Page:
Previous winners of the Crime Thriller of the Year awards include The Carrier by Sophie Hannah, A Wanted Man by Lee Child, and Before I Go to Sleep by SJ Watson.

Last year’s Book of the Year winner was Neil Gaiman with his fantasy fiction The Ocean at the End of the Lane.

Dame Mary Perkins, Specsavers founder, said: “We’re delighted to be involved in the National Book Awards for the third consecutive year. The event is a very special celebration of literary talent and the awards are so well deserved. I hope more people will join us in support of the industry and authors alike to buy and share these fantastic reads.”

The winners for each of the categories will be revealed on 26 November, and the overall winner a month later.

Full shortlist:

Crime/Thriller Book of the Year:
Moriarty by Anthony Horowitz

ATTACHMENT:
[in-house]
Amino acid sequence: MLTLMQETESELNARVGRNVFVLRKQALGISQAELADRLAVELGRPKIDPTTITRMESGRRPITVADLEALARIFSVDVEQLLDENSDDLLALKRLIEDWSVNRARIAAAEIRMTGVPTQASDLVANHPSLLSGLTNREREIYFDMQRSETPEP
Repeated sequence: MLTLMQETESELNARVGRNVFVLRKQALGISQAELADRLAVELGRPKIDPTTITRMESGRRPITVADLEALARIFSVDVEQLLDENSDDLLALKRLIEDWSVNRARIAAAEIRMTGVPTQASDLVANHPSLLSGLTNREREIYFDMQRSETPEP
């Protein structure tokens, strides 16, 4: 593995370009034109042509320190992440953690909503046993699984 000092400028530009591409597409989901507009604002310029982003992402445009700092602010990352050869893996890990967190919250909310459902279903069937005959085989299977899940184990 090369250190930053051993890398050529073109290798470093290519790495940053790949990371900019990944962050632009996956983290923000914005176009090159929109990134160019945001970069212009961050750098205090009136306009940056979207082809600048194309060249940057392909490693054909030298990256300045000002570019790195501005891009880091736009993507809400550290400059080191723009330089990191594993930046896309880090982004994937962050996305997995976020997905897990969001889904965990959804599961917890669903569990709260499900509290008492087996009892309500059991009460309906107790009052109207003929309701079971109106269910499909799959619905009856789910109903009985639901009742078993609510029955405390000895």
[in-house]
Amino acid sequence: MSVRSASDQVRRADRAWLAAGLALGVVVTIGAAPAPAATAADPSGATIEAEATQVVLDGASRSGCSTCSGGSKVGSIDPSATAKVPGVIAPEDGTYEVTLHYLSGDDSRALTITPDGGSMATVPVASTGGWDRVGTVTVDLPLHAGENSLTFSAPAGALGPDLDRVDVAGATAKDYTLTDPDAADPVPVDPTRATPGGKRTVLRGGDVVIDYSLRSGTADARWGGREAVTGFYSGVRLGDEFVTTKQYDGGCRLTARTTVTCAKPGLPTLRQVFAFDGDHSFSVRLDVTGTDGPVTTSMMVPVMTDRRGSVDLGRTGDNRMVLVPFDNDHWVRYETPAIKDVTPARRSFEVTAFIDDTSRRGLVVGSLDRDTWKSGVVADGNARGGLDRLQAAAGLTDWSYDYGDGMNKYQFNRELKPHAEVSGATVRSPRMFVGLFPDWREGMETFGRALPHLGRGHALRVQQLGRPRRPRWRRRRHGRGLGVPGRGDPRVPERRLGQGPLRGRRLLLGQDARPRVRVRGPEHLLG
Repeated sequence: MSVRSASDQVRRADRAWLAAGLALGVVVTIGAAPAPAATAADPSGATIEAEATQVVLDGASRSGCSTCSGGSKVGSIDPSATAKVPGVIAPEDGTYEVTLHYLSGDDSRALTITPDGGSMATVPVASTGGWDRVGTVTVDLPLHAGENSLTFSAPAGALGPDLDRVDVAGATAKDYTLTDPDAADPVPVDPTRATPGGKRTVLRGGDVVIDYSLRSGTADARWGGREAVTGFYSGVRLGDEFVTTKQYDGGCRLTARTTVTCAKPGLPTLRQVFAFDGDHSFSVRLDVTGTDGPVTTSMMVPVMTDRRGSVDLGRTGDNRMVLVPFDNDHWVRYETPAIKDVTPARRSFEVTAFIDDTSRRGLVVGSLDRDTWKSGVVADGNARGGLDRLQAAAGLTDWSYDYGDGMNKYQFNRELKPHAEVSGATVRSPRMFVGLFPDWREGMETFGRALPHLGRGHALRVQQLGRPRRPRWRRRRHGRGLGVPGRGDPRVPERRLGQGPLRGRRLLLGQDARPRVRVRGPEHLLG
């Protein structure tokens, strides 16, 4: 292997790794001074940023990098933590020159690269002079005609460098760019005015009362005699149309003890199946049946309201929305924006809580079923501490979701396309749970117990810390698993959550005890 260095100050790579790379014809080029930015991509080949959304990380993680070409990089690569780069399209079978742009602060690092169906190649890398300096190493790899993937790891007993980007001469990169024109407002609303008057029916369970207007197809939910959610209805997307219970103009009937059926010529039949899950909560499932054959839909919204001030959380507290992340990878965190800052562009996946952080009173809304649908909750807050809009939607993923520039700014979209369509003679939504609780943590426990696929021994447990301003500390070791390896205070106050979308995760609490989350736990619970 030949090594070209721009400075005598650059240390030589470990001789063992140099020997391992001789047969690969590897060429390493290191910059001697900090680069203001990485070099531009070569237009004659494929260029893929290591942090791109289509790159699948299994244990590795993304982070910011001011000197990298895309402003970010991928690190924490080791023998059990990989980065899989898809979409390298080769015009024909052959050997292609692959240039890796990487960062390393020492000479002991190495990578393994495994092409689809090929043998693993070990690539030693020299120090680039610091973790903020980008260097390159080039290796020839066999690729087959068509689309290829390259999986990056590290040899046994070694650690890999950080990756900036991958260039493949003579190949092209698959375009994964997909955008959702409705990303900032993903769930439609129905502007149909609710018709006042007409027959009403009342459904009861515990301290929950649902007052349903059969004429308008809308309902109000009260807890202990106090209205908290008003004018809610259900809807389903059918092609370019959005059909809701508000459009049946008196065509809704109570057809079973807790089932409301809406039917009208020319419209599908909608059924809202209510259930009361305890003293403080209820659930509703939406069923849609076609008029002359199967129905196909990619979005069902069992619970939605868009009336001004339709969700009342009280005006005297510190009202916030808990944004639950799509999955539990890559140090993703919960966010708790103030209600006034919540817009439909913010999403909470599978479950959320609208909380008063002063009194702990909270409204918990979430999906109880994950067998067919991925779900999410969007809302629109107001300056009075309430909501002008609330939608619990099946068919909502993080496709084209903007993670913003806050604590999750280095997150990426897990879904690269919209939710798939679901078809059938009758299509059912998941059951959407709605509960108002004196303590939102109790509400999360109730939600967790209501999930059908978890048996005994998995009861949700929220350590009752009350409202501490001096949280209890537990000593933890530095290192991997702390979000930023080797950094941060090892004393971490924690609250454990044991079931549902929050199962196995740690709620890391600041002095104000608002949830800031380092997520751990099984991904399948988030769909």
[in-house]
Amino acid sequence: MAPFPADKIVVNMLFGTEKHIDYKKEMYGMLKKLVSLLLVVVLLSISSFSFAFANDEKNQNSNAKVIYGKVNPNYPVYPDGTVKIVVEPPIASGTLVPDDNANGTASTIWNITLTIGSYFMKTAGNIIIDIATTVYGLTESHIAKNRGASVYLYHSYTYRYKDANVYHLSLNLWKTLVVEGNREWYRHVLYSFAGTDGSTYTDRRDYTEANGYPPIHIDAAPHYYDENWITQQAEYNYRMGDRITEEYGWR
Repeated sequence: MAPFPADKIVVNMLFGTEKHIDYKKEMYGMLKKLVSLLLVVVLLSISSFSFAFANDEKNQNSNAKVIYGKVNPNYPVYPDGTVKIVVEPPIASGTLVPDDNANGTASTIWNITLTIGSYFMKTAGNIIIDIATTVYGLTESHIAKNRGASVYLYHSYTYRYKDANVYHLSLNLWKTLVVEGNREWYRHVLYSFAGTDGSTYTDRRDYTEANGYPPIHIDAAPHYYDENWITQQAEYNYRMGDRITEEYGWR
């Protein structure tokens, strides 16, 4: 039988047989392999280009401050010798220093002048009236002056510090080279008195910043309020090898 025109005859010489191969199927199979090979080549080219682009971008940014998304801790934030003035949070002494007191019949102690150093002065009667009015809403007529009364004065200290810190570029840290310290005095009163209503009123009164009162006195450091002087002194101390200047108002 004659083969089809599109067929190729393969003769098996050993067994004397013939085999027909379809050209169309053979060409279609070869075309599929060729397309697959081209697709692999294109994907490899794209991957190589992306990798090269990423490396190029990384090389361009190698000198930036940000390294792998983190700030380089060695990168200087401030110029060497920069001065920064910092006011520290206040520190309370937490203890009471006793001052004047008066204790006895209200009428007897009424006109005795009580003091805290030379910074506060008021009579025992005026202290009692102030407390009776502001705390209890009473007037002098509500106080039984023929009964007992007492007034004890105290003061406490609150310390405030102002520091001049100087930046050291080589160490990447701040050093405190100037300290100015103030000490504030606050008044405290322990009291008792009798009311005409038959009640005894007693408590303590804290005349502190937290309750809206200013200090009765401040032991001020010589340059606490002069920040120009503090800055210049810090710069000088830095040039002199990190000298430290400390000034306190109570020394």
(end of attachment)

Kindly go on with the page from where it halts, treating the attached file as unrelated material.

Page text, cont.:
The Silkworm by Robert Galbraith
I Am Pilgrim by Terry Hayes
The Monogram Murders by Sophie Hannah
Personal by Lee Child

Magic FM Autobiography/Biography of the Year:
The Unexpected Professor: An Oxford Life in Books by John Carey
So, Anyway… by John Cleese
Napoleon the Great by Andrew Roberts
Only When I Laugh: My Autobiography by Paul Merton
Please, Mister Postman: A Memoir by Alan Johnson

Food & Drink Book of the Year:
The Art Of Eating Well by Jasmine and Melissa Hemsley
Mary Berry Cooks by Mary Berry
Tom Kerridge’s Best Ever Dishes by Tom Kerridge
Plenty More by Yotam Ottolenghi
River Cottage Light & Easy: Healthy Recipes for Every Day by Hugh Fearnley-Whittingstall

Children’s Book of the Year:
Animalium by Jenny Broom and Katie Scott
Archie Green And The Magician’s Secret by D. D. Everest
Awful Auntie by David Walliams
Goth Girl and the Fete Worse Than Death by Chris Riddell
Minecraft: The Official Construction Handbook by Matthew Neeler and Phil Southam Audiobook of the Year:
Awful Auntie by David Walliams
More Fool Me by Stephen Fry
Walking Home by Clare Balding
The Bone Clocks by David Mitchell
Man At The Helm by Nina Stibbe

International Author of the Year:
The Girl Who Saved the King of Sweden by Jonas Jonasson
Burial Rites by Hannah Kent
A Girl is a Half-Formed Thing by Eimear McBride
The Long Haul (Diary of a Wimpy Kid) by Jeff Kinney